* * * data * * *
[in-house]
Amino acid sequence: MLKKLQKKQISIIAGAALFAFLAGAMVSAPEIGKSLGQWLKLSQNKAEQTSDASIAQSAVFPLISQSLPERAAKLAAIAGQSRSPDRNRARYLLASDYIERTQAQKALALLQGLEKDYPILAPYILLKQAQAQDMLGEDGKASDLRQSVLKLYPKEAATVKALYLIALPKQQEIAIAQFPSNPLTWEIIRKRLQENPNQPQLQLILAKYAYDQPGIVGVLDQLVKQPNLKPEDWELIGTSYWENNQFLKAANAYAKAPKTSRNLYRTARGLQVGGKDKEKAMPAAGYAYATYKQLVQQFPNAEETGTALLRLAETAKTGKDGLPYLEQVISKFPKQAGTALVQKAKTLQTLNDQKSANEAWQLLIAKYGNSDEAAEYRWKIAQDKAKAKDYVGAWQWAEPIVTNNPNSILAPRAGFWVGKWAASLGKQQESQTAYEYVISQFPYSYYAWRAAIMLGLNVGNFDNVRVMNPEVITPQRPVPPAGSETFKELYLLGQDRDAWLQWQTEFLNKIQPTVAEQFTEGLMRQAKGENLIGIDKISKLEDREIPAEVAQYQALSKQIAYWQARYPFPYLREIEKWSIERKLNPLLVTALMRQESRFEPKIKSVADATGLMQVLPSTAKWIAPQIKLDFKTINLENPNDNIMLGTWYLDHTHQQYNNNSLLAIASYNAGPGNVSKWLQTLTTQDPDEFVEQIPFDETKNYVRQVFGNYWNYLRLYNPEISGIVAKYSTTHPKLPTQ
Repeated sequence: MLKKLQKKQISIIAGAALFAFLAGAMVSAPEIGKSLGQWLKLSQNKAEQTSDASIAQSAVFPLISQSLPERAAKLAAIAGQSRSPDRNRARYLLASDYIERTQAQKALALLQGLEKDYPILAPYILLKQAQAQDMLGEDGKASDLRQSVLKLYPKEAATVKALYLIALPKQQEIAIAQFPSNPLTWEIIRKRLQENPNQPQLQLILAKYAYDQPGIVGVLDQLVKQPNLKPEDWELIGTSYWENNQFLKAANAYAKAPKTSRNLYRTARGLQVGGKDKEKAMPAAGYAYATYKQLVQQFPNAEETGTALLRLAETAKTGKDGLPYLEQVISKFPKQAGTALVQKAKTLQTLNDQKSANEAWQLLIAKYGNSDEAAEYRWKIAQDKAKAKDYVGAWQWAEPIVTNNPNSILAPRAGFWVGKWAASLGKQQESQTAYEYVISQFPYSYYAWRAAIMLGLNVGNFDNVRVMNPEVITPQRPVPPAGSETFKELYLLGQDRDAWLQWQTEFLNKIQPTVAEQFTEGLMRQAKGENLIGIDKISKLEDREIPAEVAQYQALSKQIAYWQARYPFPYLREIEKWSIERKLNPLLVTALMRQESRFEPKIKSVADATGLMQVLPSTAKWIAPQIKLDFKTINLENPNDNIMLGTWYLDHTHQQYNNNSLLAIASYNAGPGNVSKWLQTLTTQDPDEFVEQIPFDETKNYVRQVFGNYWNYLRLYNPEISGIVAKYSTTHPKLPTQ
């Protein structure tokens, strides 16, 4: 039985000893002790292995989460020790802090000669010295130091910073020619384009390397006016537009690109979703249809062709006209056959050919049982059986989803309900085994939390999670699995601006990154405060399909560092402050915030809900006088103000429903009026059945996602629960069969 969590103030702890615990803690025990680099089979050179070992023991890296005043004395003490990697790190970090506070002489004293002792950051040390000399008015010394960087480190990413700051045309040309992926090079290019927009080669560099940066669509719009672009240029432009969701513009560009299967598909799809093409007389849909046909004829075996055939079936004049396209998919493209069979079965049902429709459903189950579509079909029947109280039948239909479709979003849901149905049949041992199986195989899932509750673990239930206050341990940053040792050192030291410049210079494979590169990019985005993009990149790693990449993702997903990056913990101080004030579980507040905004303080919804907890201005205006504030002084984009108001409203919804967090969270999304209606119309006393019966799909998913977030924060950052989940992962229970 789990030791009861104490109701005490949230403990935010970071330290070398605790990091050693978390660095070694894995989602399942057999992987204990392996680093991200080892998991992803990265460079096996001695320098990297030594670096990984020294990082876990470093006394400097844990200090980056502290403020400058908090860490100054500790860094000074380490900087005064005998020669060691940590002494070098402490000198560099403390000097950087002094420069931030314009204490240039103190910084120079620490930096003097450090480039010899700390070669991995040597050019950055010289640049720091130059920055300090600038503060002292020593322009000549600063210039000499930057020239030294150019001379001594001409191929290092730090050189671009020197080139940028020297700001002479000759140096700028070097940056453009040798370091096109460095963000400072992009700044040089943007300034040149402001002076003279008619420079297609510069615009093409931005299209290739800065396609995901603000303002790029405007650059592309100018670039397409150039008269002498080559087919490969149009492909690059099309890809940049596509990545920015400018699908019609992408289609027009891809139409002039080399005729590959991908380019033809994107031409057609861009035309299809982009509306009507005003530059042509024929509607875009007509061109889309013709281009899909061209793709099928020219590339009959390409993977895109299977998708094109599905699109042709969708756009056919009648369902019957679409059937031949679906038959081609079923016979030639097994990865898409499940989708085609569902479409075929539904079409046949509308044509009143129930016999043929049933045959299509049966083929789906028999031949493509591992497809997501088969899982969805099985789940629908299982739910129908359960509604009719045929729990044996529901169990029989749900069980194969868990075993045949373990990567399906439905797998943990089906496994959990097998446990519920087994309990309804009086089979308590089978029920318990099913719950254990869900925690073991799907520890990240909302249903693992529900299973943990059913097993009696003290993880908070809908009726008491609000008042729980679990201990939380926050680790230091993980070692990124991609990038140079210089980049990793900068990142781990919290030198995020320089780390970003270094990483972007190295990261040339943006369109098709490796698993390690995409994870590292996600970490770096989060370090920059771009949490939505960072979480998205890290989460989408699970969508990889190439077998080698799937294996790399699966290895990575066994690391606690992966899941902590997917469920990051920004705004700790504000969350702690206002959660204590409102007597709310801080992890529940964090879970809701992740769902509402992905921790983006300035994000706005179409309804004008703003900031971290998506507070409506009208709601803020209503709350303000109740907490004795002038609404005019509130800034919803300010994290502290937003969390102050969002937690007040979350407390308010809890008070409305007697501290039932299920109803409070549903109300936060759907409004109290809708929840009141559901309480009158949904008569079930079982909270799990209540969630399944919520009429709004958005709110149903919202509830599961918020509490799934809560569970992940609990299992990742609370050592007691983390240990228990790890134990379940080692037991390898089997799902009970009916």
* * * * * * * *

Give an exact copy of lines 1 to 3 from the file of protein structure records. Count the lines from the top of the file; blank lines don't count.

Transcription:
[in-house]
Amino acid sequence: MLKKLQKKQISIIAGAALFAFLAGAMVSAPEIGKSLGQWLKLSQNKAEQTSDASIAQSAVFPLISQSLPERAAKLAAIAGQSRSPDRNRARYLLASDYIERTQAQKALALLQGLEKDYPILAPYILLKQAQAQDMLGEDGKASDLRQSVLKLYPKEAATVKALYLIALPKQQEIAIAQFPSNPLTWEIIRKRLQENPNQPQLQLILAKYAYDQPGIVGVLDQLVKQPNLKPEDWELIGTSYWENNQFLKAANAYAKAPKTSRNLYRTARGLQVGGKDKEKAMPAAGYAYATYKQLVQQFPNAEETGTALLRLAETAKTGKDGLPYLEQVISKFPKQAGTALVQKAKTLQTLNDQKSANEAWQLLIAKYGNSDEAAEYRWKIAQDKAKAKDYVGAWQWAEPIVTNNPNSILAPRAGFWVGKWAASLGKQQESQTAYEYVISQFPYSYYAWRAAIMLGLNVGNFDNVRVMNPEVITPQRPVPPAGSETFKELYLLGQDRDAWLQWQTEFLNKIQPTVAEQFTEGLMRQAKGENLIGIDKISKLEDREIPAEVAQYQALSKQIAYWQARYPFPYLREIEKWSIERKLNPLLVTALMRQESRFEPKIKSVADATGLMQVLPSTAKWIAPQIKLDFKTINLENPNDNIMLGTWYLDHTHQQYNNNSLLAIASYNAGPGNVSKWLQTLTTQDPDEFVEQIPFDETKNYVRQVFGNYWNYLRLYNPEISGIVAKYSTTHPKLPTQ
Repeated sequence: MLKKLQKKQISIIAGAALFAFLAGAMVSAPEIGKSLGQWLKLSQNKAEQTSDASIAQSAVFPLISQSLPERAAKLAAIAGQSRSPDRNRARYLLASDYIERTQAQKALALLQGLEKDYPILAPYILLKQAQAQDMLGEDGKASDLRQSVLKLYPKEAATVKALYLIALPKQQEIAIAQFPSNPLTWEIIRKRLQENPNQPQLQLILAKYAYDQPGIVGVLDQLVKQPNLKPEDWELIGTSYWENNQFLKAANAYAKAPKTSRNLYRTARGLQVGGKDKEKAMPAAGYAYATYKQLVQQFPNAEETGTALLRLAETAKTGKDGLPYLEQVISKFPKQAGTALVQKAKTLQTLNDQKSANEAWQLLIAKYGNSDEAAEYRWKIAQDKAKAKDYVGAWQWAEPIVTNNPNSILAPRAGFWVGKWAASLGKQQESQTAYEYVISQFPYSYYAWRAAIMLGLNVGNFDNVRVMNPEVITPQRPVPPAGSETFKELYLLGQDRDAWLQWQTEFLNKIQPTVAEQFTEGLMRQAKGENLIGIDKISKLEDREIPAEVAQYQALSKQIAYWQARYPFPYLREIEKWSIERKLNPLLVTALMRQESRFEPKIKSVADATGLMQVLPSTAKWIAPQIKLDFKTINLENPNDNIMLGTWYLDHTHQQYNNNSLLAIASYNAGPGNVSKWLQTLTTQDPDEFVEQIPFDETKNYVRQVFGNYWNYLRLYNPEISGIVAKYSTTHPKLPTQ